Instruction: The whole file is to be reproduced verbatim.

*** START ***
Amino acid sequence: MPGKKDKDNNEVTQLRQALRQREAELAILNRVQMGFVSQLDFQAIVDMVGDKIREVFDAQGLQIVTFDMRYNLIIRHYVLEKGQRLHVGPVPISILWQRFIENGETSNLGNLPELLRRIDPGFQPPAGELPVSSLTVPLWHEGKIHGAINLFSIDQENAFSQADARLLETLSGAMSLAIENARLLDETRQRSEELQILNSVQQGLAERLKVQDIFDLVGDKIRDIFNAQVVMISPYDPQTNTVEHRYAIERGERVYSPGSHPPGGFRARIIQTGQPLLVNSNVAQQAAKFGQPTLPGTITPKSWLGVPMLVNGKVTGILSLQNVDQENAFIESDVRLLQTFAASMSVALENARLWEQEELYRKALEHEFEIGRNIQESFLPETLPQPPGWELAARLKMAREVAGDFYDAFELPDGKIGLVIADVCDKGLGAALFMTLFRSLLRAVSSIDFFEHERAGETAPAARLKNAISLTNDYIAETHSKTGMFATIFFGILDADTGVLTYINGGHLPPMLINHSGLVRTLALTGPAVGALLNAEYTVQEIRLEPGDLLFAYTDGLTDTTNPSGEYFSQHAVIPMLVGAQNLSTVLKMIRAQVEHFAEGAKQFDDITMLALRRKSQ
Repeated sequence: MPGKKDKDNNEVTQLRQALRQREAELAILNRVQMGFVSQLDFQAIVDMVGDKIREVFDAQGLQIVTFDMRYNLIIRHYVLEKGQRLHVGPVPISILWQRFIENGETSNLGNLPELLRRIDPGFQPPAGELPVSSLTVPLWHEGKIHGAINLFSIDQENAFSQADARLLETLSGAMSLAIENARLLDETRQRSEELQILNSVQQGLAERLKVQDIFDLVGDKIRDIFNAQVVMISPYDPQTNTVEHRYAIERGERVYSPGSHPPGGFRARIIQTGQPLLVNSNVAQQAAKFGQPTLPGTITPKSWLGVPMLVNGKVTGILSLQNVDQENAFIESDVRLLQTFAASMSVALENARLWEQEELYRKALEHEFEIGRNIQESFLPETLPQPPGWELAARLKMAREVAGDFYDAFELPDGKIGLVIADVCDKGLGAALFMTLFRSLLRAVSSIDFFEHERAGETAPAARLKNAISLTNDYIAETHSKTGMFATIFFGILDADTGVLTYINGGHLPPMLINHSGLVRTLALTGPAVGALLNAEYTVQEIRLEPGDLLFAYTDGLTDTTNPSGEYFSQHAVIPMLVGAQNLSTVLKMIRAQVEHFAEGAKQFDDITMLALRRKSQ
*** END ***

Amino acid sequence: MPGKKDKDNNEVTQLRQALRQREAELAILNRVQMGFVSQLDFQAIVDMVGDKIREVFDAQGLQIVTFDMRYNLIIRHYVLEKGQRLHVGPVPISILWQRFIENGETSNLGNLPELLRRIDPGFQPPAGELPVSSLTVPLWHEGKIHGAINLFSIDQENAFSQADARLLETLSGAMSLAIENARLLDETRQRSEELQILNSVQQGLAERLKVQDIFDLVGDKIRDIFNAQVVMISPYDPQTNTVEHRYAIERGERVYSPGSHPPGGFRARIIQTGQPLLVNSNVAQQAAKFGQPTLPGTITPKSWLGVPMLVNGKVTGILSLQNVDQENAFIESDVRLLQTFAASMSVALENARLWEQEELYRKALEHEFEIGRNIQESFLPETLPQPPGWELAARLKMAREVAGDFYDAFELPDGKIGLVIADVCDKGLGAALFMTLFRSLLRAVSSIDFFEHERAGETAPAARLKNAISLTNDYIAETHSKTGMFATIFFGILDADTGVLTYINGGHLPPMLINHSGLVRTLALTGPAVGALLNAEYTVQEIRLEPGDLLFAYTDGLTDTTNPSGEYFSQHAVIPMLVGAQNLSTVLKMIRAQVEHFAEGAKQFDDITMLALRRKSQ
Repeated sequence: MPGKKDKDNNEVTQLRQALRQREAELAILNRVQMGFVSQLDFQAIVDMVGDKIREVFDAQGLQIVTFDMRYNLIIRHYVLEKGQRLHVGPVPISILWQRFIENGETSNLGNLPELLRRIDPGFQPPAGELPVSSLTVPLWHEGKIHGAINLFSIDQENAFSQADARLLETLSGAMSLAIENARLLDETRQRSEELQILNSVQQGLAERLKVQDIFDLVGDKIRDIFNAQVVMISPYDPQTNTVEHRYAIERGERVYSPGSHPPGGFRARIIQTGQPLLVNSNVAQQAAKFGQPTLPGTITPKSWLGVPMLVNGKVTGILSLQNVDQENAFIESDVRLLQTFAASMSVALENARLWEQEELYRKALEHEFEIGRNIQESFLPETLPQPPGWELAARLKMAREVAGDFYDAFELPDGKIGLVIADVCDKGLGAALFMTLFRSLLRAVSSIDFFEHERAGETAPAARLKNAISLTNDYIAETHSKTGMFATIFFGILDADTGVLTYINGGHLPPMLINHSGLVRTLALTGPAVGALLNAEYTVQEIRLEPGDLLFAYTDGLTDTTNPSGEYFSQHAVIPMLVGAQNLSTVLKMIRAQVEHFAEGAKQFDDITMLALRRKSQ